What should I do if I am not experiencing adverse complications with my metal-on-metal hip DePuy Hip implant?

If you are not having any symptoms and your orthopaedic surgeon believes the metal-on-metal hip implant is functioning appropriately, there are no data to support the need for additional tests. You should continue to follow-up with your orthopaedic surgeon for periodic examinations.

What should I discuss with my other healthcare providers including my general internist or family practice doctor?

There are rare case reports of patients with metal-on-metal hip implants who experienced medical problems in areas of the body away from their hip implant. This may have resulted from the metal ions released by the metal-on-metal hip implant.
If you see a healthcare provider for the evaluation of any new or worsening symptoms outside the hip/groin area, including symptoms related to your heart, nervous system, or thyroid gland, it is important that you tell that clinician of your metal-on-metal hip implant. This information may affect the types of tests that are ordered to further evaluate the cause of your symptoms.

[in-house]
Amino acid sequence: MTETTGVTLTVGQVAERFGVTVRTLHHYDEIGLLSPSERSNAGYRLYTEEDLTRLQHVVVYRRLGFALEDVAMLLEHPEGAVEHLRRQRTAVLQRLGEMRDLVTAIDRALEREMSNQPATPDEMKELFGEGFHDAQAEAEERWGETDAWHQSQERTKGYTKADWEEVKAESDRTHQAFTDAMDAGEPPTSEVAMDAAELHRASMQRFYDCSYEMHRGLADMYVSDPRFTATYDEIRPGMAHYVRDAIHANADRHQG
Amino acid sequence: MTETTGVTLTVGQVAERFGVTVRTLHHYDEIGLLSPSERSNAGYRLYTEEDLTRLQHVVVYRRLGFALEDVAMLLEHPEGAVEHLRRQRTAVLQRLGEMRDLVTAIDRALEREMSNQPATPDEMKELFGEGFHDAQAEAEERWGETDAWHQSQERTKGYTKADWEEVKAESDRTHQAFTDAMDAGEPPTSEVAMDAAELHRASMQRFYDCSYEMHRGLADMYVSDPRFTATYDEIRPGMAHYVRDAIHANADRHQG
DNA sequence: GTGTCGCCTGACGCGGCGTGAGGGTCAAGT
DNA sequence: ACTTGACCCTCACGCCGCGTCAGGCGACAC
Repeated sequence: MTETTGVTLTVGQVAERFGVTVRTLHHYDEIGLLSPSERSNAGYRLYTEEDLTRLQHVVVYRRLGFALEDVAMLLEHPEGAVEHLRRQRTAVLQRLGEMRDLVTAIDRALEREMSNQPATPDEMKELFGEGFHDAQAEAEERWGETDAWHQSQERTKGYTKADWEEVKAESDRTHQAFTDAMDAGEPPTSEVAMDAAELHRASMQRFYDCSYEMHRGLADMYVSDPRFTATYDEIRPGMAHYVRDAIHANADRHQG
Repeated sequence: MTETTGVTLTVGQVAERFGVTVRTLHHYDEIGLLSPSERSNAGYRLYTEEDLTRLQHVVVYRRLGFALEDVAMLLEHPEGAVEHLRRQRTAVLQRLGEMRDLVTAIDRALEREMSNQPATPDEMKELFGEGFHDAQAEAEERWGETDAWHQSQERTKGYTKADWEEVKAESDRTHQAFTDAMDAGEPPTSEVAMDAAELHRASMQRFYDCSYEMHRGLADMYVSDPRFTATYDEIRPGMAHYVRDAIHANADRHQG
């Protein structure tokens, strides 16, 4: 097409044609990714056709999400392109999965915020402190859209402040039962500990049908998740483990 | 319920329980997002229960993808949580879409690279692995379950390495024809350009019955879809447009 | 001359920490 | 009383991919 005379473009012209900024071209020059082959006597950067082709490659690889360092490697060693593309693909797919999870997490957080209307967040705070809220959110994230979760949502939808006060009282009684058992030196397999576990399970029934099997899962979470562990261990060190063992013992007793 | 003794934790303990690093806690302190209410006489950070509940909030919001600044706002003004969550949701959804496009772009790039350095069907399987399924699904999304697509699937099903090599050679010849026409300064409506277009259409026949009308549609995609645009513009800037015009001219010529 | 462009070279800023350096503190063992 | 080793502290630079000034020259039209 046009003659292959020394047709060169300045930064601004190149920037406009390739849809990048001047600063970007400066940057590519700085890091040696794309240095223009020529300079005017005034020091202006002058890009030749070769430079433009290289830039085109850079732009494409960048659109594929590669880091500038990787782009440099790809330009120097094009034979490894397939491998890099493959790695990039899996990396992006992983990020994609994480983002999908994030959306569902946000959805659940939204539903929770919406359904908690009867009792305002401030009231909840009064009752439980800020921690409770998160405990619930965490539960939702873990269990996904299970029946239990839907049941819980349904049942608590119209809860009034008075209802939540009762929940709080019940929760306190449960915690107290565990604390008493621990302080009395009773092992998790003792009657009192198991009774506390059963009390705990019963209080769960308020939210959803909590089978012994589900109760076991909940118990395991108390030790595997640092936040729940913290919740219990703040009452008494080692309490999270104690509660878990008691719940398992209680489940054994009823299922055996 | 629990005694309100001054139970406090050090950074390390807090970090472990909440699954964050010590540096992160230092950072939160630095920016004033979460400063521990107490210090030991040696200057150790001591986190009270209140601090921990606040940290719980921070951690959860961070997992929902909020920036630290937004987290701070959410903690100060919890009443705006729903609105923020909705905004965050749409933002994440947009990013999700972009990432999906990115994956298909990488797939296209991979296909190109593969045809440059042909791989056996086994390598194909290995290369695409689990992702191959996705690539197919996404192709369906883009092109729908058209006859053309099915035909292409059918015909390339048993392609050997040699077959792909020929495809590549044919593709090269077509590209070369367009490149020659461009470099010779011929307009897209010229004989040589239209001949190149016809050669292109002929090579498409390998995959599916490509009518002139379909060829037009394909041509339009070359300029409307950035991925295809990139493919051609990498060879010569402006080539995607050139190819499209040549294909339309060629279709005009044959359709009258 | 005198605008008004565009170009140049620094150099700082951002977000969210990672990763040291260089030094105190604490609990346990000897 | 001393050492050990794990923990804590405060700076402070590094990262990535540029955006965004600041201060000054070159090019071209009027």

Revision Surgery

There are multiple reasons why a surgeon may recommend a device revision (a surgical procedure where your implant is removed and another put in its place). Many of these reasons, including infection, dislocation, and device fracture, apply to any type of hip implant. Your surgeon might also consider revision if you develop evidence of local or systemic reactions to the metal from your hip implant. In that case, the surgeon will take several factors into account in considering if and when a revision surgery is advisable.

What are the risks of revision surgery?

Any surgical procedure, including revision surgery, has risks associated with it, including reaction to the anesthesia, infection, bleeding, and blood clots. The revision surgery may be more difficult if you had a local reaction to the implant that may have affected your soft tissue and/or bone quality. The DePuy has needed an unusually high number of revision surgeries.

What does it mean when I see that a hip implant system has been "recalled?"